Bytes In Flight: The Web

What, exactly, is the Internet?

The internet is such a vague and abstract term to general society. The question “what is the internet?” does not usually come up in casual conversation.

The first way I think to characterize it, after reading the first chapter of “Small Pieces Loosely Joined,” is wild. And I don’t mean that in a simply “Oh, this is awesome!” kind of way. The internet, or what people often call “the web,” is wild—it cannot be tamed.

We have a craving for control and a desire to endlessly do what we want — and the Web gives us some measure of that. It does. It shows us things we want, it entices us, and allows us endless mental stimulation. We often feel we can say anything we want or be whoever we want to be on the internet. It allows for reckless freedom in exploration and self-expression. Nobody directly controls the web, so in that sense it is untamed. It is wild, and although we can try to manage it and make it do what we want, it is not something we can directly bring under our domination.

And anything uncontrolled will control us if we don’t pay attention.

The internet gives us things that we naturally desire—the ability to start over and over and over again, connect with each other instantly, escape from life, create new things, spark thought, enjoy things that give us happiness. Some of our natural desires add beauty and depth to ours and others’ lives; other desires, however, are more self-centered. Regardless of what characterizes these desires, the internet enables us to chase those in ways that are unnatural to us. The internet is nonphysical, and that opens up an entirely new platform with new ways to fulfill our desires.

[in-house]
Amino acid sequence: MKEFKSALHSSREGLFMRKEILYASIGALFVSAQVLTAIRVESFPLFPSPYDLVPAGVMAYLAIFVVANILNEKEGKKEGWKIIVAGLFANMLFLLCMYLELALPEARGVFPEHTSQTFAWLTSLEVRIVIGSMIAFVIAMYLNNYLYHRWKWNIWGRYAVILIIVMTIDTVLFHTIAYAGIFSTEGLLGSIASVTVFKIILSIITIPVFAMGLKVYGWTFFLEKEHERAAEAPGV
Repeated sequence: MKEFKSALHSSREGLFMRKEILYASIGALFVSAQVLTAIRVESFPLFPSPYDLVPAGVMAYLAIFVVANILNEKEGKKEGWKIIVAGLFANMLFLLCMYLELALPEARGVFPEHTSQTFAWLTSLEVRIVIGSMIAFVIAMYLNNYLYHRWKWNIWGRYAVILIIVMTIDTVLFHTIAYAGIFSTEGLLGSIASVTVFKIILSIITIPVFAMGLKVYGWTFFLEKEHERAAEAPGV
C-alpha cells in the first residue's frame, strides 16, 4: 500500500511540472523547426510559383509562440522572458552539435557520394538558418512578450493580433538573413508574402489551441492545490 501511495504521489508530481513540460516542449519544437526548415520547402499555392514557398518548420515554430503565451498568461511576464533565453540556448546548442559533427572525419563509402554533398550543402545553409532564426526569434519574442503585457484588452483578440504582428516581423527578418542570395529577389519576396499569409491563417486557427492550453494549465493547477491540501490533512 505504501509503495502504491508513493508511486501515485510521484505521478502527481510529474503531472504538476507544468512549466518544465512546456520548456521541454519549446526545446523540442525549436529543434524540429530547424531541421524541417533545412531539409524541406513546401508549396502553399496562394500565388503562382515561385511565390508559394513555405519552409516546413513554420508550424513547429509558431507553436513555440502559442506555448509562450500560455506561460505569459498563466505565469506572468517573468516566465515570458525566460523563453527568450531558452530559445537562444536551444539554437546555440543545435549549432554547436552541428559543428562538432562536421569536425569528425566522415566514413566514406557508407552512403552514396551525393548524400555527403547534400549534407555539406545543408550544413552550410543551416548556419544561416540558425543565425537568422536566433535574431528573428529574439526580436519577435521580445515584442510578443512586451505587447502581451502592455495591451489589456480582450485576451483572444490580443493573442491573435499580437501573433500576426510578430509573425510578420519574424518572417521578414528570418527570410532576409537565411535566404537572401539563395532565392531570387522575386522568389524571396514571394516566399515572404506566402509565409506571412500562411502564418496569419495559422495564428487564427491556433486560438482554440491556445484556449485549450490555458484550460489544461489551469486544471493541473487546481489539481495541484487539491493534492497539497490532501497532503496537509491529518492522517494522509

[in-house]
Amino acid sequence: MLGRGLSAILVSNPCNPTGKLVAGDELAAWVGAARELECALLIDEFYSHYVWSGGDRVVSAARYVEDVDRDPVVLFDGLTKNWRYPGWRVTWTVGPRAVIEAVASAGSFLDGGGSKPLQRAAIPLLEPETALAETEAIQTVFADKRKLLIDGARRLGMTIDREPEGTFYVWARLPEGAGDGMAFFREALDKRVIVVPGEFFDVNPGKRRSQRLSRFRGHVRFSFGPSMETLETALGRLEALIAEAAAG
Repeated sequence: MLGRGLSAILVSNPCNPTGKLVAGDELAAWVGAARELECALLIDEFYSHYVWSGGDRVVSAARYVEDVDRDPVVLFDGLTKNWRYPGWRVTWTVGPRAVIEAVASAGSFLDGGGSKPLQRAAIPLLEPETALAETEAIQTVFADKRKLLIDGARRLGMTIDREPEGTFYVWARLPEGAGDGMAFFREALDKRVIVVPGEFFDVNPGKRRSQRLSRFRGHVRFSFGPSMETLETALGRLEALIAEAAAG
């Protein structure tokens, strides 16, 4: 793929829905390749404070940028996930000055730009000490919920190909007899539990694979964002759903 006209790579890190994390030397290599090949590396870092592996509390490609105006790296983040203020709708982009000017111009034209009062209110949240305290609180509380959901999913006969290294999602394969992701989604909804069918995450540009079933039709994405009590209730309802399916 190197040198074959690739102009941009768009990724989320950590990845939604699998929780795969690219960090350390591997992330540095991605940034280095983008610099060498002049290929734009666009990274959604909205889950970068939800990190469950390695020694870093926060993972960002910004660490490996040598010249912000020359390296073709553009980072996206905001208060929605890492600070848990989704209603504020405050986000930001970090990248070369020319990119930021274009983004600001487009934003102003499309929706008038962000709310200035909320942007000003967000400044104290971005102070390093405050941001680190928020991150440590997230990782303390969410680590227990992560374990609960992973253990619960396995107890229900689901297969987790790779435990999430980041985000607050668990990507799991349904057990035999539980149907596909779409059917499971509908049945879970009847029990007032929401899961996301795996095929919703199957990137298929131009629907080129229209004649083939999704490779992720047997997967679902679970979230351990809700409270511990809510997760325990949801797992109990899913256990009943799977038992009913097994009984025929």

As with many things, the internet is not black and white. It can be used for good or evil; it is a vehicle which we can employ for different purposes.

Another one of, if not the, defining characteristics of the internet is the ability to connect so rapidly with one another. We can transmit literally thousands of pieces of information to each other in seconds. In his book, “Small Pieces Loosely Joined,” David Weinberger says that the information being transmitted through the internet is “bytes in flight” (referring to bytes as tiny units of information storage on a computer). Frequently, we make that information available to everyone who has access to the internet.

There’s a backend, or “backstage,” to the internet. There is simply so much behind the screen that we’re looking at. We see a page on a website with items to buy; we see a fun video of a cat; we scroll through a page that loads more and more photos posted by people that we ‘follow’ on social media. However, behind that is thousands and millions of bytes of information. We, the average internet user, don’t consider how much time and energy is used keeping websites and various web-based programs functioning. The internet is, and will be, constantly growing.

Additionally, the internet functions almost as a different world entirely. It changes many of our assumptions of the way the world generally works.